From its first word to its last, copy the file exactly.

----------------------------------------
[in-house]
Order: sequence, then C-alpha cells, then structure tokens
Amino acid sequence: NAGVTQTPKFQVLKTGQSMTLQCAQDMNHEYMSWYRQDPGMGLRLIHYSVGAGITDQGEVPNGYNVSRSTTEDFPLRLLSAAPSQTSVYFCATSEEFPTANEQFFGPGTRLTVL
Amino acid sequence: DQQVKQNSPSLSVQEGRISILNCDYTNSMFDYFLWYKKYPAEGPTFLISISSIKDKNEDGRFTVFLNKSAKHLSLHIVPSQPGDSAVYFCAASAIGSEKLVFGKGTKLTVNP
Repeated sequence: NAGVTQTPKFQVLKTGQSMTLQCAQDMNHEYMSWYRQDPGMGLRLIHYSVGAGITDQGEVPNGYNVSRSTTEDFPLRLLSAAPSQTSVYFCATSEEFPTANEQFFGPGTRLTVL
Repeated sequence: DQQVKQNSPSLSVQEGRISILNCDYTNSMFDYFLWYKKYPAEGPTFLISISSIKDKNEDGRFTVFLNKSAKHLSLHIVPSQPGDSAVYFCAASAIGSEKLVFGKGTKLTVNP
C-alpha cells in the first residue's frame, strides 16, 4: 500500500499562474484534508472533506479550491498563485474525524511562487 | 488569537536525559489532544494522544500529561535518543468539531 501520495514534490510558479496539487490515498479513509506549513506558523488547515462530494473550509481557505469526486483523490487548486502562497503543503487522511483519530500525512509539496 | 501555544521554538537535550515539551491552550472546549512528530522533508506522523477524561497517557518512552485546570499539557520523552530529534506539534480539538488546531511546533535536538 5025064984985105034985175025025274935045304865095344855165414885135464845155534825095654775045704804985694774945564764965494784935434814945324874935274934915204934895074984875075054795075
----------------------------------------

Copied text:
[in-house]
Order: sequence, then C-alpha cells, then structure tokens
Amino acid sequence: NAGVTQTPKFQVLKTGQSMTLQCAQDMNHEYMSWYRQDPGMGLRLIHYSVGAGITDQGEVPNGYNVSRSTTEDFPLRLLSAAPSQTSVYFCATSEEFPTANEQFFGPGTRLTVL
Amino acid sequence: DQQVKQNSPSLSVQEGRISILNCDYTNSMFDYFLWYKKYPAEGPTFLISISSIKDKNEDGRFTVFLNKSAKHLSLHIVPSQPGDSAVYFCAASAIGSEKLVFGKGTKLTVNP
Repeated sequence: NAGVTQTPKFQVLKTGQSMTLQCAQDMNHEYMSWYRQDPGMGLRLIHYSVGAGITDQGEVPNGYNVSRSTTEDFPLRLLSAAPSQTSVYFCATSEEFPTANEQFFGPGTRLTVL
Repeated sequence: DQQVKQNSPSLSVQEGRISILNCDYTNSMFDYFLWYKKYPAEGPTFLISISSIKDKNEDGRFTVFLNKSAKHLSLHIVPSQPGDSAVYFCAASAIGSEKLVFGKGTKLTVNP
C-alpha cells in the first residue's frame, strides 16, 4: 500500500499562474484534508472533506479550491498563485474525524511562487 | 488569537536525559489532544494522544500529561535518543468539531 501520495514534490510558479496539487490515498479513509506549513506558523488547515462530494473550509481557505469526486483523490487548486502562497503543503487522511483519530500525512509539496 | 501555544521554538537535550515539551491552550472546549512528530522533508506522523477524561497517557518512552485546570499539557520523552530529534506539534480539538488546531511546533535536538 5025064984985105034985175025025274935045304865095344855165414885135464845155534825095654775045704804985694774945564764965494784935434814945324874935274934915204934895074984875075054795075